Canada’s federal radio watchdog cited a CBC program in French for being “clearly offensive” after hosts used the n-word at least four times to describe the title of a book.
According to Blacklock’s Reporter, Canadian Radio Television and Telecommunications Commission (CRTC) Broadcasting Decision 2022-175 found that the CBC segment broke the rules of the Broadcasting Act.
“It is clearly offensive. This does not meet the high programming standard set out in the Act,” commissioners ruled.
“During the discussion the host and the commentator used the n-word four times, three times in French and one in English, in a segment of six minutes and 27 seconds.”
The segment in question was broadcasted in 2020 on the Le 15-18 program and featured students from Concordia University discussing the book Negres Blances d’Amerique.
Written in 1968 by Front de libération du Québec extremist Pierre Vallieres, the book was republished in English with the title White N–s of North America.
“The Commission considers that by repeatedly mentioning the term Radio-Canada did not show sufficient respect and sensitivity to the communities affected by the term,” the ruling stated.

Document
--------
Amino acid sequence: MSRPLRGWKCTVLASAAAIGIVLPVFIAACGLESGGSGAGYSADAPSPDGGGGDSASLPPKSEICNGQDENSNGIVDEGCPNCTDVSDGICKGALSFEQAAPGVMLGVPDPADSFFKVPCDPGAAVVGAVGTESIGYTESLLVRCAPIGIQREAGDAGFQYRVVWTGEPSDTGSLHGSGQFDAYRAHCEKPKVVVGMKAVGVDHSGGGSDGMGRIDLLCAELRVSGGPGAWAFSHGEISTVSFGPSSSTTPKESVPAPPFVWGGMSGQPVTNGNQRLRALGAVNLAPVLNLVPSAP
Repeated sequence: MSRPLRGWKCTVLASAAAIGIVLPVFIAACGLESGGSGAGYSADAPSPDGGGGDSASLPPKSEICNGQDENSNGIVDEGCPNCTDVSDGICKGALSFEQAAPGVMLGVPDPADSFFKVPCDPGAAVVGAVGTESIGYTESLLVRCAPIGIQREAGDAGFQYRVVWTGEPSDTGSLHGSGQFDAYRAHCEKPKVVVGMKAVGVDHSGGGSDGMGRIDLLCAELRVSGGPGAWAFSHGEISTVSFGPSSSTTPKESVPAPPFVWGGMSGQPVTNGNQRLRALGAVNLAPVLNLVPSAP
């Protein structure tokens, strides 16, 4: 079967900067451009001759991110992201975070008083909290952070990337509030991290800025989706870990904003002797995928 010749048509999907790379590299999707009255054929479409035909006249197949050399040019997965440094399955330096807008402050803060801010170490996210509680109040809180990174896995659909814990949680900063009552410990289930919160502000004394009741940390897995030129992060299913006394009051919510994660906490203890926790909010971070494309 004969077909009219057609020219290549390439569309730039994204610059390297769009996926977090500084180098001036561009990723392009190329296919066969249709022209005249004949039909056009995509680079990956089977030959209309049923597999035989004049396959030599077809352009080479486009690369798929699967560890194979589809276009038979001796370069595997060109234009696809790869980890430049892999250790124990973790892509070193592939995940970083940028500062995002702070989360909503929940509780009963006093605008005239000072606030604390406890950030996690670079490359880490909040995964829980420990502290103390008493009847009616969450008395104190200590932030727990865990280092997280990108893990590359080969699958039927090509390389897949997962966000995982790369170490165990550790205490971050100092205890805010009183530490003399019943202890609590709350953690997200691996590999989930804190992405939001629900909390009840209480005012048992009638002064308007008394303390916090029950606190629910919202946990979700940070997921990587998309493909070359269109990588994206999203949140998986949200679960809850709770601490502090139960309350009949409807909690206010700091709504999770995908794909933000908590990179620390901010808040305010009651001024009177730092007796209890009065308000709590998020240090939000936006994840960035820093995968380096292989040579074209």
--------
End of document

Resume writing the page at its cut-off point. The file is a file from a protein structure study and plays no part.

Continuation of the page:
The CRTC went on to cite the influence of the Black Lives Matter movement in its decision which ordered the CBC to formally apologize and change its policy.
“The rise of the Black Lives Matter movement and the wave of global protests following the death of George Floyd in May 2020 represent an axis of societal change that propelled public reflection on issues related to racism and systemic racism,” commissioners wrote.
“Consequently following these events the use of the term has evolved in both French and English-language contexts and the Commission must take this into account in its analysis of the complaint. In light of these social changes the Commission considers that the social responsibilities of broadcasters surrounding the use of the n-word have increased. Broadcasters need to take a more sensitive look at the use of language.”
The controversial book title got former CBC host Wendy Mesley suspended from her program in 2020 after saying the title during a private interaction with coworkers.
Last year, Mesley addressed her departure saying that her former employer offered no support during the public backlash.
“The CBC did not offer me any public support. And I did not defend myself because I just wanted to return to work. In the midst of last year’s racial reckoning, I also felt it would have been wrong for me to play the victim card,” said Mesley.